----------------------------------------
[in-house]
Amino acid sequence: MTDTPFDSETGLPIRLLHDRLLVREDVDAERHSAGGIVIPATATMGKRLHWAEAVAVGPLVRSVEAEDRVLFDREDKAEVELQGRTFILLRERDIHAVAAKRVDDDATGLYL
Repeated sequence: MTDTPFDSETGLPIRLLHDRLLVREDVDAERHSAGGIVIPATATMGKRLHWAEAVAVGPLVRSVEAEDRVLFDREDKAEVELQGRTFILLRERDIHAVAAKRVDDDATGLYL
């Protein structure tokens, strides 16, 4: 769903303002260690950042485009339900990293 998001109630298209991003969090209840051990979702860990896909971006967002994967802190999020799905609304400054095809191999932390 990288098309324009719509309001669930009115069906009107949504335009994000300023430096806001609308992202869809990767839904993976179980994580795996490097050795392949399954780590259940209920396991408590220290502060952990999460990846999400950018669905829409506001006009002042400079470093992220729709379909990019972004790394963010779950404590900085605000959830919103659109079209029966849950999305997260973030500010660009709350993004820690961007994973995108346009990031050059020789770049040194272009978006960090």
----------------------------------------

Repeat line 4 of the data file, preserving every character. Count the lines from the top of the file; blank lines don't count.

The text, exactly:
């Protein structure tokens, strides 16, 4: 769903303002260690950042485009339900990293 998001109630298209991003969090209840051990979702860990896909971006967002994967802190999020799905609304400054095809191999932390 990288098309324009719509309001669930009115069906009107949504335009994000300023430096806001609308992202869809990767839904993976179980994580795996490097050795392949399954780590259940209920396991408590220290502060952990999460990846999400950018669905829409506001006009002042400079470093992220729709379909990019972004790394963010779950404590900085605000959830919103659109079209029966849950999305997260973030500010660009709350993004820690961007994973995108346009990031050059020789770049040194272009978006960090």